NorthEast Bamboo Pavilion
Neha Rane, Avneesh Tiwari
Government Of India, North Eastern Regional Agricultural Marketing Corporation Ltd (Neramac), Surajkund Mela Authority In Collaboration With The Union Ministries Of Tourism,cccc
Neha Rane, Avneesh Tiwari, Milit Satra
Suryan // Dang, Avneesh Tiwari
Installations & Structures, Pavilion
This pavilion was conceived as an exhibition space to showcase the eight North Eastern states of India as part of the 2023 Surajkund Craft Fair- an annual fair that promotes Indian handicrafts and provides a platform to artisans.
The site is located in Faridabad near the historic man-made Surajkund Lake and was commissioned in the 10th century by King Suraj Pal of the Tomar dynasty.
Today, the lake is inactive, but it is widely known for the Surajkund Mela, which attracts more than a million visitors during its three-week run.
North Eastern India (officially North Eastern Region (NER)) is both a geographical and political-administrative unit of the country. It comprises eight states - Arunachal Pradesh, Assam, Manipur, Meghalaya, Mizoram, Nagaland, Tripura and Sikkim.
This became the main source of inspiration- with 8 indigenous looms and their working methods demonstrated by the respective artisans, tying the spaces together and becoming the focus of the exhibition.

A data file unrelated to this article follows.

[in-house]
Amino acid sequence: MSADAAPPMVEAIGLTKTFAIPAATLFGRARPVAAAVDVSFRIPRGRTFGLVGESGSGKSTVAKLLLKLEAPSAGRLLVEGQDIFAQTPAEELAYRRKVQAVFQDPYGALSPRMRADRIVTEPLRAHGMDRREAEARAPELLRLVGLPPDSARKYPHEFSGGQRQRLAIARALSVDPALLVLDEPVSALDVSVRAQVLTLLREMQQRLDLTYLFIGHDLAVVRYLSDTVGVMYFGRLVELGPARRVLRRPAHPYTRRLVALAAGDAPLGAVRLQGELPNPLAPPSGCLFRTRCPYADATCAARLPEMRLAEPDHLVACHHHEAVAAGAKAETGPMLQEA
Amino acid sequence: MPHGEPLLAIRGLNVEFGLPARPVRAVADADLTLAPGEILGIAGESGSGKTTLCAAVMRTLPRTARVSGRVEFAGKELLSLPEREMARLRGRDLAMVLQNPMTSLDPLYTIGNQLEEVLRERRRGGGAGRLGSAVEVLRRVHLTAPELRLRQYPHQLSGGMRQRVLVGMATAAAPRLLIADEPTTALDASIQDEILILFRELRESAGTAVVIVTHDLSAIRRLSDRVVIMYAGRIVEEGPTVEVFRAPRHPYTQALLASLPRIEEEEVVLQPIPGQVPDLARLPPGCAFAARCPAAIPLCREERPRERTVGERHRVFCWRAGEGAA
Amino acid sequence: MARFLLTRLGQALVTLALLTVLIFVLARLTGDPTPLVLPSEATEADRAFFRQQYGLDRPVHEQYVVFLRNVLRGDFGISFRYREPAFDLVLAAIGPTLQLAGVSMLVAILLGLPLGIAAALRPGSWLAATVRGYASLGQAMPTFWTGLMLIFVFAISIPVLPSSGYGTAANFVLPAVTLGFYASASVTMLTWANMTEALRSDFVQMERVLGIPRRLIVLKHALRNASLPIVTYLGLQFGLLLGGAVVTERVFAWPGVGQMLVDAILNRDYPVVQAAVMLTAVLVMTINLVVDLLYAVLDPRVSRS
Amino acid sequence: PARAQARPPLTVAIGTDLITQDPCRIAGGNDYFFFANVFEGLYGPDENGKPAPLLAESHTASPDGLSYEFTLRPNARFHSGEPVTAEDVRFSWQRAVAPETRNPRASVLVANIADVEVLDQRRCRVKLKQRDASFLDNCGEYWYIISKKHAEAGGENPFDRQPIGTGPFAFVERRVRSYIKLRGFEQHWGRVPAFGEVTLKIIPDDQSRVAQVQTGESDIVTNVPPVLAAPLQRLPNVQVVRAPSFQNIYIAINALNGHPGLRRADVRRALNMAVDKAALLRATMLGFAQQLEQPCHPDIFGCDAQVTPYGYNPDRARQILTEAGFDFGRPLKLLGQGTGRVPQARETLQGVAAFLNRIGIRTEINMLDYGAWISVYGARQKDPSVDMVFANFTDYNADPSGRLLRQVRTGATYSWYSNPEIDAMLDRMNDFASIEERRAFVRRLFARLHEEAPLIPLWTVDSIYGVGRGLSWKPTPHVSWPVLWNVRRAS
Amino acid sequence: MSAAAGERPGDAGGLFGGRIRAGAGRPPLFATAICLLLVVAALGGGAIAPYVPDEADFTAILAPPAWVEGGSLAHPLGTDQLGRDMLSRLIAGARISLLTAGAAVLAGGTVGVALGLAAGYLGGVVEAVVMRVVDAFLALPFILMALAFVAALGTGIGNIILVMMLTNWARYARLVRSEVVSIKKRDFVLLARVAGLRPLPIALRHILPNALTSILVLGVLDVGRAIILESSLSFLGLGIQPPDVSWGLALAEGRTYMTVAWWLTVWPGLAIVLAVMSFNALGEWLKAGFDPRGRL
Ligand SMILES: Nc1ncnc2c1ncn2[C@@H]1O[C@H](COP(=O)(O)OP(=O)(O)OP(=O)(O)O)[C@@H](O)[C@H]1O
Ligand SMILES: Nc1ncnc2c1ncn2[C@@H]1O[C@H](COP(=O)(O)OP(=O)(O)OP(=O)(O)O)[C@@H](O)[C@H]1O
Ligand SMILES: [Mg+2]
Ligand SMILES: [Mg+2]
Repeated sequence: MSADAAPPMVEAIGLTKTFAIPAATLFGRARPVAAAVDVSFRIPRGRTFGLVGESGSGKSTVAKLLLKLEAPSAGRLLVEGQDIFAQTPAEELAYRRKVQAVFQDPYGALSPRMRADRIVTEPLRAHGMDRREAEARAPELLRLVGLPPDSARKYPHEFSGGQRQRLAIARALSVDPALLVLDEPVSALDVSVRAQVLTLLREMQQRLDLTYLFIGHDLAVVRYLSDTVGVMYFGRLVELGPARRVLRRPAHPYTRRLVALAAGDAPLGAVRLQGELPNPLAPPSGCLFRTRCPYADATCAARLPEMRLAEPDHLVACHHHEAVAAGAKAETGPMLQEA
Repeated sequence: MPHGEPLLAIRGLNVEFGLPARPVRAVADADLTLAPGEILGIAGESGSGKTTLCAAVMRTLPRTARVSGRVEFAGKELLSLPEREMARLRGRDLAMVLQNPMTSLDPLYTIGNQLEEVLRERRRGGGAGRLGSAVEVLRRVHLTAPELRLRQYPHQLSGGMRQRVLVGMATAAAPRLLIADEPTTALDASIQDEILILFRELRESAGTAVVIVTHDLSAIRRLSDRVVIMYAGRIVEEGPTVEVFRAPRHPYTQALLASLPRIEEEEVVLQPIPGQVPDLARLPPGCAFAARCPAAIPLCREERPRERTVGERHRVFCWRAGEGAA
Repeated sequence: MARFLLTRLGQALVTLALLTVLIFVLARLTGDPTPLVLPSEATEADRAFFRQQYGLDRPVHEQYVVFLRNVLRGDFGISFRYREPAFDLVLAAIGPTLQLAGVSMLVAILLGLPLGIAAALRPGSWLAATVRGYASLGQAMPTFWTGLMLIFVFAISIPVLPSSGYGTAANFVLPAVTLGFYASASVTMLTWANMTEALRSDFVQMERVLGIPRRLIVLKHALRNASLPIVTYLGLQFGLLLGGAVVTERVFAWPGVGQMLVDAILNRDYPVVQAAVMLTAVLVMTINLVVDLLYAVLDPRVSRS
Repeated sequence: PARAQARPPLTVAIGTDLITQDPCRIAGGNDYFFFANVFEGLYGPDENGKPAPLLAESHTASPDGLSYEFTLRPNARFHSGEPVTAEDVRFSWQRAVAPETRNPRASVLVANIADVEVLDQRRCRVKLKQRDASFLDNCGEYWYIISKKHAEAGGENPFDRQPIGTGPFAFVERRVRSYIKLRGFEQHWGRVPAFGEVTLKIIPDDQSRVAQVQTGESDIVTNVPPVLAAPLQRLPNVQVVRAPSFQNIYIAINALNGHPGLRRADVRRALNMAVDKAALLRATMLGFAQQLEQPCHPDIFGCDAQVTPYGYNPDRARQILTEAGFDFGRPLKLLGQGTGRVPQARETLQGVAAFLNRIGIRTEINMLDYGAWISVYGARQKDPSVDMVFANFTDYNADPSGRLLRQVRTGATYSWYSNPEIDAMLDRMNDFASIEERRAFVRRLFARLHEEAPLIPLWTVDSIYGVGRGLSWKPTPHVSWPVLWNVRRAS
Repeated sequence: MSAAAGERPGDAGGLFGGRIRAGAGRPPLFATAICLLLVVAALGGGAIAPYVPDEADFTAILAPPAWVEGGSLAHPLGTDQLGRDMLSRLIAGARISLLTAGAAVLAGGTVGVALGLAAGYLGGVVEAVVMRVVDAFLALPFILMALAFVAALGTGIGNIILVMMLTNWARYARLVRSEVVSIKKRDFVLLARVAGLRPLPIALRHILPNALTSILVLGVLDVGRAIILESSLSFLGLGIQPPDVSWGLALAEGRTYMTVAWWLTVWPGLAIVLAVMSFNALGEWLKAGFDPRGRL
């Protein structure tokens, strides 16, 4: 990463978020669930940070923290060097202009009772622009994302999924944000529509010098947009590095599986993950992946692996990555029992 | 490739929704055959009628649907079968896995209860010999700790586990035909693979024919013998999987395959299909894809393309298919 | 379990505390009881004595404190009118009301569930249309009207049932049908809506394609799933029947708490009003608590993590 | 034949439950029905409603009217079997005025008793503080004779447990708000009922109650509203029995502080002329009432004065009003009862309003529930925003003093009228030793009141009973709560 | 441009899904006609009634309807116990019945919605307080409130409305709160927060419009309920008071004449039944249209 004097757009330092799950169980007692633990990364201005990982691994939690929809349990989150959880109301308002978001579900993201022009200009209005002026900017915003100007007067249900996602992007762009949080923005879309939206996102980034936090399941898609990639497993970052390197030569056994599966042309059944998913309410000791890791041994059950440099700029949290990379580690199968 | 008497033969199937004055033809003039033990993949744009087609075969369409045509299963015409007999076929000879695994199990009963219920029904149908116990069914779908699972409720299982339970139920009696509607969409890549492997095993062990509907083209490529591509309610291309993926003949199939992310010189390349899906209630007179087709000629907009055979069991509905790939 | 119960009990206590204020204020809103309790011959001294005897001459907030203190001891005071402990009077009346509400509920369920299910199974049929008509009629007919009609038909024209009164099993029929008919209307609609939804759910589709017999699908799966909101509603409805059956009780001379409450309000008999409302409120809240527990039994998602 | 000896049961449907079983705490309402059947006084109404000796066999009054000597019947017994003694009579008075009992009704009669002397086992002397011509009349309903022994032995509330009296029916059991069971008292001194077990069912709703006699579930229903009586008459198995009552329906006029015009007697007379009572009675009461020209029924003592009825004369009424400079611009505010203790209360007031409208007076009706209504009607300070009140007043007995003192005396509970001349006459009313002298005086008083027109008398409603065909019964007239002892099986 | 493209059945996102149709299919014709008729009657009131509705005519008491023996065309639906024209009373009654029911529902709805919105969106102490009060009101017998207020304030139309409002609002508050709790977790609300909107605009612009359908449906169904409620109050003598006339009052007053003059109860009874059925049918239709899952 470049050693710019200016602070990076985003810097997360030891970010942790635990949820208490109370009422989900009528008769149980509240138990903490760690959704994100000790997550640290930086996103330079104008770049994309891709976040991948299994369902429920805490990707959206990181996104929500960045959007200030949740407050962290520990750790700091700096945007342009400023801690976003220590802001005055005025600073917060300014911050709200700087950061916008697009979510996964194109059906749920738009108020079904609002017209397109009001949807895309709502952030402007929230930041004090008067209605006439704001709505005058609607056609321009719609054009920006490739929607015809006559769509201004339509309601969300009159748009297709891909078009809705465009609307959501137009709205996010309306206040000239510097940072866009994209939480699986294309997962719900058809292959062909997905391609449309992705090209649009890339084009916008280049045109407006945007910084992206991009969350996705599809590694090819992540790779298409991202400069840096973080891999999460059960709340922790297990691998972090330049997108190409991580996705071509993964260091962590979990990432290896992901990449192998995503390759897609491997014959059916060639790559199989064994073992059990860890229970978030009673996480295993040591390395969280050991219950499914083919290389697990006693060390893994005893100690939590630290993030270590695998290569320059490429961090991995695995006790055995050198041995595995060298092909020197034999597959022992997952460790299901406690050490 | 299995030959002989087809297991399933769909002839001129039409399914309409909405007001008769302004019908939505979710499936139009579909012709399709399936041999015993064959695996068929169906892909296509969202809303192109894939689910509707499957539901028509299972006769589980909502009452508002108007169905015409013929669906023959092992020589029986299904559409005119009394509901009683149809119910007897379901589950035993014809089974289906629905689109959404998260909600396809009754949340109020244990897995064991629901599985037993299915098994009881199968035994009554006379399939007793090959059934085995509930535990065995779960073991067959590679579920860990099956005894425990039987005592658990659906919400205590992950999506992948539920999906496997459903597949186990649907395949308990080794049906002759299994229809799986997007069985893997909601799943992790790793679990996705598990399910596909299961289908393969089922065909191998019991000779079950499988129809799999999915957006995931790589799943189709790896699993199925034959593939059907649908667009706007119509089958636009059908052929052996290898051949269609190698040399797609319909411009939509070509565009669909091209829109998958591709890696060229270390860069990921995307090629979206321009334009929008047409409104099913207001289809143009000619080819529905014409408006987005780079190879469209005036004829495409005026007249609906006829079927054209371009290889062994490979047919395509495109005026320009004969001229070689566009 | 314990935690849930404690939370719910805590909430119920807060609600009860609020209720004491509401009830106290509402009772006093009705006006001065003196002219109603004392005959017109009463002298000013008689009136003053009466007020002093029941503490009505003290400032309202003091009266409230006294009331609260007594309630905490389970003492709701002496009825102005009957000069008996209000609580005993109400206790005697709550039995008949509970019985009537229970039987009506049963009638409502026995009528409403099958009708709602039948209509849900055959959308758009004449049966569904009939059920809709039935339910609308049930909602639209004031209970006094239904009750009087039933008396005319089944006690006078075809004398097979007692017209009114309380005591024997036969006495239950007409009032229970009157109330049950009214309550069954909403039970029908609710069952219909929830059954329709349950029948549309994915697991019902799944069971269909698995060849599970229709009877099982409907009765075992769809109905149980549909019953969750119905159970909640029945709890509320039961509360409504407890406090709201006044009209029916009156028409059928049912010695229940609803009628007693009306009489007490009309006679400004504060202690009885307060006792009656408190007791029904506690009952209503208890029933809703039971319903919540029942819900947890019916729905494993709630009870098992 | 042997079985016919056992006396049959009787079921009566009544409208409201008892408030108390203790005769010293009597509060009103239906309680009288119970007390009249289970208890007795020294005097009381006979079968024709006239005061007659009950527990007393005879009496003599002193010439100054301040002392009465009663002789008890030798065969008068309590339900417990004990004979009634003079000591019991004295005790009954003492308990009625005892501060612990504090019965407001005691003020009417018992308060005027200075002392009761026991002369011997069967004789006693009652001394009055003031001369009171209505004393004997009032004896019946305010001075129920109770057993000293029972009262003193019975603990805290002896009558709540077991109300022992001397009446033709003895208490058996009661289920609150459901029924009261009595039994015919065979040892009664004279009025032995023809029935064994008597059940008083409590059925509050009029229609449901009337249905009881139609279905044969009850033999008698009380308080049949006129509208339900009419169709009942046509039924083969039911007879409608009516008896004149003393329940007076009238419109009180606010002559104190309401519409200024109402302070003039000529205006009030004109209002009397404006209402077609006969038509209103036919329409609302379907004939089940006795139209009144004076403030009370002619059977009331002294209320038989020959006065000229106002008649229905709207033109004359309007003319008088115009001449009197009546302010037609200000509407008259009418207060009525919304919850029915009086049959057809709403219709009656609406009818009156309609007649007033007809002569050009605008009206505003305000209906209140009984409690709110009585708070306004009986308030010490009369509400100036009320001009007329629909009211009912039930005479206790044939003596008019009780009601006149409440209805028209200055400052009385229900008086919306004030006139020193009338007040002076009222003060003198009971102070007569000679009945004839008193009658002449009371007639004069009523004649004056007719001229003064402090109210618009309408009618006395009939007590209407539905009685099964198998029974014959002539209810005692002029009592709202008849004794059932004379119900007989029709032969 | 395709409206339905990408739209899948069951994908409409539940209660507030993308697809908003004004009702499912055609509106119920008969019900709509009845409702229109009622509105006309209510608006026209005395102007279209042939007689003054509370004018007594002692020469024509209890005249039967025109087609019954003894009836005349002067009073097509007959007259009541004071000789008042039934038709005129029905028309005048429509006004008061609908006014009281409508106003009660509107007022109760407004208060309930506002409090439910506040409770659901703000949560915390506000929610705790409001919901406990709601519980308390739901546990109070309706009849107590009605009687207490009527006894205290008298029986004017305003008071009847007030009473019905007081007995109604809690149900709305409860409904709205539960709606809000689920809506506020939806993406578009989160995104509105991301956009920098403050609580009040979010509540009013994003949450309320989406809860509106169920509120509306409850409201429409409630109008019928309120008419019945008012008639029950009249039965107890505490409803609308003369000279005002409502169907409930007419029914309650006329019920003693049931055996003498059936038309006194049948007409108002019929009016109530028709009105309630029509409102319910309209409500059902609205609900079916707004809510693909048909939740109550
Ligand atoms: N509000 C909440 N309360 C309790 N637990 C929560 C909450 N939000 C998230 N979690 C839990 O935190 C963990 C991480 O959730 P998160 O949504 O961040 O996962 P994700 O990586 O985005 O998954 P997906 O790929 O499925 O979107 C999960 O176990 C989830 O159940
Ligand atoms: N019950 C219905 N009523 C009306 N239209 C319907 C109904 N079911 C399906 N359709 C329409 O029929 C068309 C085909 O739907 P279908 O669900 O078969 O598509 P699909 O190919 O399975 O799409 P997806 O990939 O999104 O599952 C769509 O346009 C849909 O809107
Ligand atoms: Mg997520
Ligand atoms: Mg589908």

Ethnic diversity is high in the NER, and indigenous forms of arts and crafts are widespread. In the region, most households have a loom and wear home-made clothes.
The architecture celebrates the tradition of local bamboo construction, which is prevalent in almost all these states and is built by skilled craftsmen from the region.
The biggest challenge was to build the pavilion within a 60-day timeframe.
This included time to source bamboo, travel for 90 craftsmen to reach the site, and the building of the pavilion.
The details of the bamboo joinery were developed with the help of the artisans, while many design integration decisions were made on-site as the building was being constructed, with an emphasis on local collaboration and craftsmanship.
The rectangular layout of the pavilion encompasses eight courtyards displaying the handlooms of each state; the geometry of these spaces is inspired by the Surajkund footprint, which is a circular segment.
Each of these eight cylindrical galleries intersects the hyperbolic roof at different heights, reflecting the hilly topography of the north-east of the country.
The semi-open galleries display eight indigenous handlooms from the region’s various tribes and each gallery frames views of the site’s landscape.
The central courtyard representing Meghalaya, the rainiest landscape in the world, faces the sky and contains a pool of water.
These courtyards also serve to enclose the century-old trees on the site, preserving the natural landscape.
The simple and legible design makes it accessible to local and international visitors, with the meandering path through the pavilion allowing it to become a natural extension of the fair.
The open and permeable design of the space blurs the boundaries between the pavilion and the surrounding nature.